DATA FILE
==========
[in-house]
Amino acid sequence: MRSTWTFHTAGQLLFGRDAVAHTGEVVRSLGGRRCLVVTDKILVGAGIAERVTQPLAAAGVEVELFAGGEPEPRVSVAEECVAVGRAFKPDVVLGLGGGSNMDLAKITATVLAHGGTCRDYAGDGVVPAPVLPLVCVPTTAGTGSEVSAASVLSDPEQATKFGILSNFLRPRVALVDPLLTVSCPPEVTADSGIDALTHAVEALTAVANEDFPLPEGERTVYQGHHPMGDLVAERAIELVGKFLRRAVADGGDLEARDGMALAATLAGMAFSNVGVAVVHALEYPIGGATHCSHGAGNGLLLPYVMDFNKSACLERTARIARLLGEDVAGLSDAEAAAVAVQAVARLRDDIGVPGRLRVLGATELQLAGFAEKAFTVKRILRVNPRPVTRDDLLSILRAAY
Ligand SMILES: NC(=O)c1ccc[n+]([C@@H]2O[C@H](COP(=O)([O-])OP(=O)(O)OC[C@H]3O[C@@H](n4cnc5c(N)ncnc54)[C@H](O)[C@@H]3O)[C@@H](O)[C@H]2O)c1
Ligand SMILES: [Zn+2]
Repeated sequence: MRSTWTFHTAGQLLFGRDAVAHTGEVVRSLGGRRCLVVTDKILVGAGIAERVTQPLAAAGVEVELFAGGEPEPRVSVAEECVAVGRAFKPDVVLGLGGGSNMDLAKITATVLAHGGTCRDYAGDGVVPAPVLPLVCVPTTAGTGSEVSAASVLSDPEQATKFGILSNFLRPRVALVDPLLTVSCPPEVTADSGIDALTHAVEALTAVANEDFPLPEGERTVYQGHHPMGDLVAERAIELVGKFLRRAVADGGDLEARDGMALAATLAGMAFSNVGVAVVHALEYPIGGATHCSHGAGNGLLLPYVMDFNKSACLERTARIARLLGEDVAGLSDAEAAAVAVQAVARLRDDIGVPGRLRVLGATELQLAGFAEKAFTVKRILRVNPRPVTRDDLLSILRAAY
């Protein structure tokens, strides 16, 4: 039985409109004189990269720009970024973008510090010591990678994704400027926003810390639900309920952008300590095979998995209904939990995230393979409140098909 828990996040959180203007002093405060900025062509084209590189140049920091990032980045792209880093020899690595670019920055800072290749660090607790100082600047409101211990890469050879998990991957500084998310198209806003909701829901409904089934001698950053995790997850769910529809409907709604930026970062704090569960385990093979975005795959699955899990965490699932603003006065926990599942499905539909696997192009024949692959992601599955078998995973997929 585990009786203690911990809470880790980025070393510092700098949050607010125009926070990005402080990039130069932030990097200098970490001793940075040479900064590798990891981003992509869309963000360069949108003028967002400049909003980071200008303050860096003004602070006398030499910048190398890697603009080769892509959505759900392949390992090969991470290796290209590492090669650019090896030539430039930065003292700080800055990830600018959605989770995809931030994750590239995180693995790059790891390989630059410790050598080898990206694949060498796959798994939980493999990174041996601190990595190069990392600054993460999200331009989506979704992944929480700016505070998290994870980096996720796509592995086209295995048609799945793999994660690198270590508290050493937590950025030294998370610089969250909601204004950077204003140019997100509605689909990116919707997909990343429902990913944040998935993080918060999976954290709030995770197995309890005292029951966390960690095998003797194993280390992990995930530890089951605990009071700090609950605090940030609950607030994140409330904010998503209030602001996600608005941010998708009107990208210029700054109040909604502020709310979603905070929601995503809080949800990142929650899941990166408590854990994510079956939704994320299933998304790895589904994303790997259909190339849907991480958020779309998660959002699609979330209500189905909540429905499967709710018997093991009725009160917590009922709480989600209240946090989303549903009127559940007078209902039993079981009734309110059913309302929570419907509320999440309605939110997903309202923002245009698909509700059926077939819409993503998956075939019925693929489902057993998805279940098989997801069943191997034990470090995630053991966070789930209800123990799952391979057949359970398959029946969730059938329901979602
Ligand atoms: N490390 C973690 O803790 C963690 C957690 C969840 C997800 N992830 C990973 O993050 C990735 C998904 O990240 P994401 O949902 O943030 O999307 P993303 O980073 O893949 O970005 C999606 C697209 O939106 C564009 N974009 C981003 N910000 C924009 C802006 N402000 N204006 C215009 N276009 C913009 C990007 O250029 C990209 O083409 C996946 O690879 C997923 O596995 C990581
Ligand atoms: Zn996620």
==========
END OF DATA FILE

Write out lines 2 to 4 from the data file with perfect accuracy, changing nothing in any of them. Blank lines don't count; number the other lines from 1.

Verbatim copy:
Amino acid sequence: MRSTWTFHTAGQLLFGRDAVAHTGEVVRSLGGRRCLVVTDKILVGAGIAERVTQPLAAAGVEVELFAGGEPEPRVSVAEECVAVGRAFKPDVVLGLGGGSNMDLAKITATVLAHGGTCRDYAGDGVVPAPVLPLVCVPTTAGTGSEVSAASVLSDPEQATKFGILSNFLRPRVALVDPLLTVSCPPEVTADSGIDALTHAVEALTAVANEDFPLPEGERTVYQGHHPMGDLVAERAIELVGKFLRRAVADGGDLEARDGMALAATLAGMAFSNVGVAVVHALEYPIGGATHCSHGAGNGLLLPYVMDFNKSACLERTARIARLLGEDVAGLSDAEAAAVAVQAVARLRDDIGVPGRLRVLGATELQLAGFAEKAFTVKRILRVNPRPVTRDDLLSILRAAY
Ligand SMILES: NC(=O)c1ccc[n+]([C@@H]2O[C@H](COP(=O)([O-])OP(=O)(O)OC[C@H]3O[C@@H](n4cnc5c(N)ncnc54)[C@H](O)[C@@H]3O)[C@@H](O)[C@H]2O)c1
Ligand SMILES: [Zn+2]